Walker elaborated on the Patco comparison at Saturday’s Club for Growth meeting in Palm Beach, Fla., Politico reports. “Conservative allies defended Walker’s comment by noting that [George] Shultz, Reagan’s secretary of state, has himself said publicly that Reagan’s PATCO decision was ‘the most important foreign policy decision’ that the president made during his two terms.”
That’s true, but the matter is a bit more complicated, according to Peggy Noonan, who worked in the Reagan White House and researched the Patco strike for her 2001 biography, “When Character Was King: A Story of Ronald Reagan.” The Patco strike had direct foreign-policy implications: If the union had succeeded in closing down air traffic, AWACS defensive surveillance jets would have been grounded, leaving the U.S. vulnerable to attack.
“This hasn’t come up [publicly],” Drew Lewis, Reagan’s transportation secretary, told Noonan, “but the Soviets and others in the world understood the implications of the strike.” In that regard, there is no parallel to the Service Employees International Union or the Wisconsin Education Association.
Which is not to deny there is something to Walker’s analogy. He is offering what amounts to a character reference: His handling of the dispute with the unions shows that he is tough and determined, and toughness and determination are important qualities for someone who seeks to lead a country facing vicious enemies. That has such emotional resonance that it seems silly even to try to argue the contrary: What America needs is someone who wilts under pressure!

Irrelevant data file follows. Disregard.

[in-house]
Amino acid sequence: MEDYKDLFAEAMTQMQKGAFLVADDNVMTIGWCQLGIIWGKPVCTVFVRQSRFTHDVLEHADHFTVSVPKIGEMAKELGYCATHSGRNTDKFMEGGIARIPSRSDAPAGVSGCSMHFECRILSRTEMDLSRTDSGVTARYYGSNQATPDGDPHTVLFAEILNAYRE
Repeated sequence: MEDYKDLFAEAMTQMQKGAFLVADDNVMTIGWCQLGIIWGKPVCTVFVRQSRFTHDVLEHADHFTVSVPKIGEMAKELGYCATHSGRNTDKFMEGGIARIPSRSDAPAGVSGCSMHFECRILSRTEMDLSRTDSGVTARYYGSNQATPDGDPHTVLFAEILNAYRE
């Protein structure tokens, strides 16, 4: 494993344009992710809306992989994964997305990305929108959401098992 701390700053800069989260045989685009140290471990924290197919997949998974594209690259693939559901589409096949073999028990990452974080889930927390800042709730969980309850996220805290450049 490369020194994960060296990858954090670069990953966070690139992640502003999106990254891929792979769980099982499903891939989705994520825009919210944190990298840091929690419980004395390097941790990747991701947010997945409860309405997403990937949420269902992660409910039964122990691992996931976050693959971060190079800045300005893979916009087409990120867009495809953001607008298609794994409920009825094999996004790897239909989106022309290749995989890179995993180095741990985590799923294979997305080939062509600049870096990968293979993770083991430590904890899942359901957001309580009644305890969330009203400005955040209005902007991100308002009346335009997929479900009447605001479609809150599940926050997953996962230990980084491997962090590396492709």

Yet toughness with one’s domestic adversaries is certainly not a sufficient condition for strong leadership on the world stage. Barack Obama proves it. He has played hardball politics very effectively over the years, not only with Republican foes like Mitt Romney but with fellow Democrats as well—Hillary Clinton most obviously but also Alice Palmer, his predecessor in the Illinois Senate, whom he dispatched by successfully challenging her petition signatures. And of course ObamaCare is largely a product of his exertion of sheer will.
Do Obama’s toughness, confidence and determination make him a good foreign-policy president? Far from it in our estimation—not because of these character traits but because he adheres to very bad ideas about America’s place in the world and how to resolve conflicts. It’s a safe bet Walker doesn’t share those ideas, so at least in that sense he would be an improvement. (The same is true of all other prospective Republican candidates with the possible exception of Rand Paul.) And it isn’t Walker’s “fault” that he lacks foreign-policy chops; such is the nature of being a governor. But one would like to know what his ideas are.
Politico reports that Walker told the Palm Beach crowd he’s been receiving foreign-policy briefings from former officials including Shultz and Henry Kissinger and other foreign-policy experts. He’ll be a stronger candidate if he can show he’s learning something about the subject.